The herbarium of Caspar Bauhin (1560–1624) at the Department of Environmental Sciences of the University of Basel is among the oldest surviving worldwide.
Because techniques for ancient DNA analysis have progressed substantially in recent years, we have been able to extract DNA from three of Bauhin's tomato specimens (Solanum lycopersicum L.) of a quality that allows for sequencing their whole genomes. We request funding to sequence these genomes, as well as those from another three specimens stored at the Herbaria Basel and collected between 1730 and 1836 (Fig. 1). Combined with data from an ongoing, funded project that emphasizes herbarium and modern specimens collected between 1900 and the present, this project will allow us to trace more than 400 years of tomato domestication in Europe using genomic data. Domestication is an important model of plant evolution. Therefore, our results will not only inform our understanding of the genetic basis of "useful" traits in one of the most important crops worldwide; it will also shed light on the genetic basis of adaptation more generally. The requested laboratory expenses are hard to fund elsewhere and the project is intimately tied to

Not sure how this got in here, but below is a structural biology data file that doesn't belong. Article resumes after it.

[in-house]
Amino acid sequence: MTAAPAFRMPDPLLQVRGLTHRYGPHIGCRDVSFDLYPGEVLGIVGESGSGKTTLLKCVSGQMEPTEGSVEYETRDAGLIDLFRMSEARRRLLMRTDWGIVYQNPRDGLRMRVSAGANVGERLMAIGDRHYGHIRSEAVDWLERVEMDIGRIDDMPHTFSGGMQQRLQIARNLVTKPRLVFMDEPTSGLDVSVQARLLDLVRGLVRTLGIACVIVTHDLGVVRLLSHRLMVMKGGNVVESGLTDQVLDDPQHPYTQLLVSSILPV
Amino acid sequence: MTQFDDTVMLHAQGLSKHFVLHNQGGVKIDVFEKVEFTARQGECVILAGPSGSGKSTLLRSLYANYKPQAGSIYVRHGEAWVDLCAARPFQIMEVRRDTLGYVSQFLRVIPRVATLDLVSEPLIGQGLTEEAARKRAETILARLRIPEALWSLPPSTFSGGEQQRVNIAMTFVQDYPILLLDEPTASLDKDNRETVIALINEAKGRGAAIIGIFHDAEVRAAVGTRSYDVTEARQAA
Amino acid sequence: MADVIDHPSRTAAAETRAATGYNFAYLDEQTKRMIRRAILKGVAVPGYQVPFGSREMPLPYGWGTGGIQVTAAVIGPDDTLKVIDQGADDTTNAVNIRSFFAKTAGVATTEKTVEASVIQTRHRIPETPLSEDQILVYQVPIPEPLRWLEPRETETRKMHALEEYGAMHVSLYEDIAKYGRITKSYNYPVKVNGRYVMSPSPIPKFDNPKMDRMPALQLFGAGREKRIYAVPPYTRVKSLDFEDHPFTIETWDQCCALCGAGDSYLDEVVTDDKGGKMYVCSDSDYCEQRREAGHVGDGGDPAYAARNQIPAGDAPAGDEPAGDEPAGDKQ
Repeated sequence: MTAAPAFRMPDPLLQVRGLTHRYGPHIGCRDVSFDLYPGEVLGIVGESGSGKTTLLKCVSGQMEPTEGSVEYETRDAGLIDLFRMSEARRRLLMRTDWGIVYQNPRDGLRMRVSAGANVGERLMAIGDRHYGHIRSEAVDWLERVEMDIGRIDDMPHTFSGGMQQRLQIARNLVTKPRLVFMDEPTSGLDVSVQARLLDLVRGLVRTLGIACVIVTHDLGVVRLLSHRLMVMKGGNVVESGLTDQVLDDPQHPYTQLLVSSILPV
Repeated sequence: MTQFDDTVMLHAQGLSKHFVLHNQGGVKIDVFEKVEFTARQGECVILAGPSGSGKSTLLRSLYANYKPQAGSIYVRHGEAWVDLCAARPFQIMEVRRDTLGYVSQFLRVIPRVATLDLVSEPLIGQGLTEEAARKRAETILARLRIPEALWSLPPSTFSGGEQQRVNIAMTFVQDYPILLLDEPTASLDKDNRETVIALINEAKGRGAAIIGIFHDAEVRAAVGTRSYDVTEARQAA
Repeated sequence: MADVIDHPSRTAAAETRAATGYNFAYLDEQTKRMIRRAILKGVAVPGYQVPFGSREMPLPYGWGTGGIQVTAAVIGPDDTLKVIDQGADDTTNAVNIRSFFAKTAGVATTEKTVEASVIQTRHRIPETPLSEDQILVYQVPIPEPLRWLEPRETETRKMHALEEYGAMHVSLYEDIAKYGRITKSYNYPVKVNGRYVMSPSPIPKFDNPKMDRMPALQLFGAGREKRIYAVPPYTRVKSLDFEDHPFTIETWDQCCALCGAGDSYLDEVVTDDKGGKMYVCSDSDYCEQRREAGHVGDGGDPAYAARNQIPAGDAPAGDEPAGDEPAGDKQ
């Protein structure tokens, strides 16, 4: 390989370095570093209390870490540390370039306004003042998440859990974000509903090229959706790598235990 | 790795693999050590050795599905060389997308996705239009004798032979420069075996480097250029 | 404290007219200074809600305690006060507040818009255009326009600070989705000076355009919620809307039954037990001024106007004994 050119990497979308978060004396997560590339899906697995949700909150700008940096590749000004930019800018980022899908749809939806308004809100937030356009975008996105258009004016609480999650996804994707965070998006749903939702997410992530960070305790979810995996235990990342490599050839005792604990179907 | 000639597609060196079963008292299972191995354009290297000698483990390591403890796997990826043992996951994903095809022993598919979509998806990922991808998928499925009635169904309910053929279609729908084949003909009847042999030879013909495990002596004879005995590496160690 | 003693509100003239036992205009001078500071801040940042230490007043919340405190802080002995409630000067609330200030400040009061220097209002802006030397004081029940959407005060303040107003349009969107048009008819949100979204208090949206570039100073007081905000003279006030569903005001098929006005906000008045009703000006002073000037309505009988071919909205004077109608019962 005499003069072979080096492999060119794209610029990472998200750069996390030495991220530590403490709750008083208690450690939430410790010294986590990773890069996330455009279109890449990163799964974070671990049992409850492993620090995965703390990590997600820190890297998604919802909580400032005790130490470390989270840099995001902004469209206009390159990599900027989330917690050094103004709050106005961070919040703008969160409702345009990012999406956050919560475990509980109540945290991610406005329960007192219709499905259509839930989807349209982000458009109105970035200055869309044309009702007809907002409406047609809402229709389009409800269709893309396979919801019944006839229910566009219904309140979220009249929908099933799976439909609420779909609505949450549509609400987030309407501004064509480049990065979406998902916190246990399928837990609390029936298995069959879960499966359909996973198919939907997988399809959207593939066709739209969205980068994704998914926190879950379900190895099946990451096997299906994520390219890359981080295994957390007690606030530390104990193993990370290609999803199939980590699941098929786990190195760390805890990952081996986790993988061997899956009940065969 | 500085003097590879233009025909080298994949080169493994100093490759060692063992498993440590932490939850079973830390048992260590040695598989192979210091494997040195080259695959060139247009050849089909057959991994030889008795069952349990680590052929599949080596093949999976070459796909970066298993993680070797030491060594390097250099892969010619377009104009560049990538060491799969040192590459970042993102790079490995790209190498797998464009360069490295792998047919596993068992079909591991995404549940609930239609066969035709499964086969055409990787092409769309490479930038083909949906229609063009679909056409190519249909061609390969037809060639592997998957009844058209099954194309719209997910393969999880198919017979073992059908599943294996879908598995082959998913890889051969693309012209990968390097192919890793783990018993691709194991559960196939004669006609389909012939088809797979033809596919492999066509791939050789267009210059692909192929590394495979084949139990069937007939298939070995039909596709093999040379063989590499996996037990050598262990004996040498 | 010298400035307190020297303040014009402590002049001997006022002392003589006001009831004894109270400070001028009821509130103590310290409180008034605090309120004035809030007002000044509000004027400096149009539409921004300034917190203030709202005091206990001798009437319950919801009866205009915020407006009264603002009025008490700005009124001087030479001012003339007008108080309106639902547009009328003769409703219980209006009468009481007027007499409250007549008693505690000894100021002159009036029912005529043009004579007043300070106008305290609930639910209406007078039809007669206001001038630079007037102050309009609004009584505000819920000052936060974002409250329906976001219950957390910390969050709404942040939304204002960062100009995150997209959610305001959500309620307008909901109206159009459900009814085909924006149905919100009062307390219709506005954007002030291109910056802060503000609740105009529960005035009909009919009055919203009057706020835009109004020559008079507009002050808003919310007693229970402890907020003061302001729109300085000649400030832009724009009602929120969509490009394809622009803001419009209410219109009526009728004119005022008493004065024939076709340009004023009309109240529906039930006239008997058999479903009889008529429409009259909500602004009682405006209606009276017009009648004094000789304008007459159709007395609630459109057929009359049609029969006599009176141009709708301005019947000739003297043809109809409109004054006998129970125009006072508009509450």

the history of botany in Basel since the 16th century. Therefore, the project matches the goals of the Basler Stiftung für biologische Forschung well.